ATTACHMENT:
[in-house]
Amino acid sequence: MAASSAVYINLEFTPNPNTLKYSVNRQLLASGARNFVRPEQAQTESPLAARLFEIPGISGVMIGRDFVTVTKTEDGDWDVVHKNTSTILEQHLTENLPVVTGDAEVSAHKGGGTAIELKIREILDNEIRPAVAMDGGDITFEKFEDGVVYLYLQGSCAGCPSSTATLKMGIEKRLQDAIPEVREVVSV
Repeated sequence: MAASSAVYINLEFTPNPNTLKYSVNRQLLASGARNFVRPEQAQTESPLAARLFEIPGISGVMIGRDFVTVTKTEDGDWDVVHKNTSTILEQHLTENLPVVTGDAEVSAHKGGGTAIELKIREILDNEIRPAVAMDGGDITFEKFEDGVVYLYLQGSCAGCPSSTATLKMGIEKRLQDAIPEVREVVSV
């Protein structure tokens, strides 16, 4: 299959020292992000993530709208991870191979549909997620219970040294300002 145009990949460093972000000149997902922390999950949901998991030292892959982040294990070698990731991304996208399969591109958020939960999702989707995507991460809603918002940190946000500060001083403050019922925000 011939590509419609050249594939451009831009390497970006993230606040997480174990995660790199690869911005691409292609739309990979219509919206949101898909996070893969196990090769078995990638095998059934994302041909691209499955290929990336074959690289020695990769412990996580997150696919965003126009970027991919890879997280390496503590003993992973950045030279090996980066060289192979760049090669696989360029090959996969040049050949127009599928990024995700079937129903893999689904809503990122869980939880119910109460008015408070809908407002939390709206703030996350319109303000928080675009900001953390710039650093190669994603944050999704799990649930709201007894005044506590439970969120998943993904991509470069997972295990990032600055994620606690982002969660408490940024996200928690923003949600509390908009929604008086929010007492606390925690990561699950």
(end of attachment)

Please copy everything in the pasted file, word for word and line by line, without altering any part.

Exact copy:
[in-house]
Amino acid sequence: MAASSAVYINLEFTPNPNTLKYSVNRQLLASGARNFVRPEQAQTESPLAARLFEIPGISGVMIGRDFVTVTKTEDGDWDVVHKNTSTILEQHLTENLPVVTGDAEVSAHKGGGTAIELKIREILDNEIRPAVAMDGGDITFEKFEDGVVYLYLQGSCAGCPSSTATLKMGIEKRLQDAIPEVREVVSV
Repeated sequence: MAASSAVYINLEFTPNPNTLKYSVNRQLLASGARNFVRPEQAQTESPLAARLFEIPGISGVMIGRDFVTVTKTEDGDWDVVHKNTSTILEQHLTENLPVVTGDAEVSAHKGGGTAIELKIREILDNEIRPAVAMDGGDITFEKFEDGVVYLYLQGSCAGCPSSTATLKMGIEKRLQDAIPEVREVVSV
């Protein structure tokens, strides 16, 4: 299959020292992000993530709208991870191979549909997620219970040294300002 145009990949460093972000000149997902922390999950949901998991030292892959982040294990070698990731991304996208399969591109958020939960999702989707995507991460809603918002940190946000500060001083403050019922925000 011939590509419609050249594939451009831009390497970006993230606040997480174990995660790199690869911005691409292609739309990979219509919206949101898909996070893969196990090769078995990638095998059934994302041909691209499955290929990336074959690289020695990769412990996580997150696919965003126009970027991919890879997280390496503590003993992973950045030279090996980066060289192979760049090669696989360029090959996969040049050949127009599928990024995700079937129903893999689904809503990122869980939880119910109460008015408070809908407002939390709206703030996350319109303000928080675009900001953390710039650093190669994603944050999704799990649930709201007894005044506590439970969120998943993904991509470069997972295990990032600055994620606690982002969660408490940024996200928690923003949600509390908009929604008086929010007492606390925690990561699950």